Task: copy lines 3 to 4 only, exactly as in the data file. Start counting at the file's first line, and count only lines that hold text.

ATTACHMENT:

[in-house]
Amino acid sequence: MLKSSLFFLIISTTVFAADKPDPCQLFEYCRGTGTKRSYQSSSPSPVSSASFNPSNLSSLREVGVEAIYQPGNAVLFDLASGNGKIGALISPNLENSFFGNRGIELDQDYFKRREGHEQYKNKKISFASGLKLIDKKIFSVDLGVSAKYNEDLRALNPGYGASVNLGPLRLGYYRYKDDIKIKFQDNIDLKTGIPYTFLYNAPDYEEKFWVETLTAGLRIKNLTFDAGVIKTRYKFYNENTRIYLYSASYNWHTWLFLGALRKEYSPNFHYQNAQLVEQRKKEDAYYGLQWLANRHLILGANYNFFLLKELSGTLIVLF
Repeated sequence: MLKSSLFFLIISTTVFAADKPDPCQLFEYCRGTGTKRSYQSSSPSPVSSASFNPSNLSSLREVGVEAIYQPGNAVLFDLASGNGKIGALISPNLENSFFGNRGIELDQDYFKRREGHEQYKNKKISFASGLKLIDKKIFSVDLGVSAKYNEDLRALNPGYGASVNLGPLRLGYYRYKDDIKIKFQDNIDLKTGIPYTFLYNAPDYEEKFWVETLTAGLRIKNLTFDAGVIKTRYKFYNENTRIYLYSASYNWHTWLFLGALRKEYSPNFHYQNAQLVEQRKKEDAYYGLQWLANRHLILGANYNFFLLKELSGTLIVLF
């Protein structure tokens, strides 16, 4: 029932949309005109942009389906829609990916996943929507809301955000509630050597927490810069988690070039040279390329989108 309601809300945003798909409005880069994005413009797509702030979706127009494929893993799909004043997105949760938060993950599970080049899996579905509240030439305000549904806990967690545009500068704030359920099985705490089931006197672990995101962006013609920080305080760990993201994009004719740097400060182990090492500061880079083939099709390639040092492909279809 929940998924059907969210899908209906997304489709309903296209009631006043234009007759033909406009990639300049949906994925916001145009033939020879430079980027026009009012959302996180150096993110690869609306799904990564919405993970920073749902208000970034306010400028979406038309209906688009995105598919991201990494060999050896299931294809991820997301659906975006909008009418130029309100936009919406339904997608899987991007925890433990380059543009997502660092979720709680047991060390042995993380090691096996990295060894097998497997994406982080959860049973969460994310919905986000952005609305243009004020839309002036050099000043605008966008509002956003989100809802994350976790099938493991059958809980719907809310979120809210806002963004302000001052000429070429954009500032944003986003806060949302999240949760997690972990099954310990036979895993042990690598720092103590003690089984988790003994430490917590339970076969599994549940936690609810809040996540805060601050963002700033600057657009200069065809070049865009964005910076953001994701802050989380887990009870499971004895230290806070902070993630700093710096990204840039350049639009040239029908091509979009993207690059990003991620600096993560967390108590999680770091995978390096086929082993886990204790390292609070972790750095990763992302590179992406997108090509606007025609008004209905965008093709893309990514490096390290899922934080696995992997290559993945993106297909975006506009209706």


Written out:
Repeated sequence: MLKSSLFFLIISTTVFAADKPDPCQLFEYCRGTGTKRSYQSSSPSPVSSASFNPSNLSSLREVGVEAIYQPGNAVLFDLASGNGKIGALISPNLENSFFGNRGIELDQDYFKRREGHEQYKNKKISFASGLKLIDKKIFSVDLGVSAKYNEDLRALNPGYGASVNLGPLRLGYYRYKDDIKIKFQDNIDLKTGIPYTFLYNAPDYEEKFWVETLTAGLRIKNLTFDAGVIKTRYKFYNENTRIYLYSASYNWHTWLFLGALRKEYSPNFHYQNAQLVEQRKKEDAYYGLQWLANRHLILGANYNFFLLKELSGTLIVLF
């Protein structure tokens, strides 16, 4: 029932949309005109942009389906829609990916996943929507809301955000509630050597927490810069988690070039040279390329989108 309601809300945003798909409005880069994005413009797509702030979706127009494929893993799909004043997105949760938060993950599970080049899996579905509240030439305000549904806990967690545009500068704030359920099985705490089931006197672990995101962006013609920080305080760990993201994009004719740097400060182990090492500061880079083939099709390639040092492909279809 929940998924059907969210899908209906997304489709309903296209009631006043234009007759033909406009990639300049949906994925916001145009033939020879430079980027026009009012959302996180150096993110690869609306799904990564919405993970920073749902208000970034306010400028979406038309209906688009995105598919991201990494060999050896299931294809991820997301659906975006909008009418130029309100936009919406339904997608899987991007925890433990380059543009997502660092979720709680047991060390042995993380090691096996990295060894097998497997994406982080959860049973969460994310919905986000952005609305243009004020839309002036050099000043605008966008509002956003989100809802994350976790099938493991059958809980719907809310979120809210806002963004302000001052000429070429954009500032944003986003806060949302999240949760997690972990099954310990036979895993042990690598720092103590003690089984988790003994430490917590339970076969599994549940936690609810809040996540805060601050963002700033600057657009200069065809070049865009964005910076953001994701802050989380887990009870499971004895230290806070902070993630700093710096990204840039350049639009040239029908091509979009993207690059990003991620600096993560967390108590999680770091995978390096086929082993886990204790390292609070972790750095990763992302590179992406997108090509606007025609008004209905965008093709893309990514490096390290899922934080696995992997290559993945993106297909975006506009209706």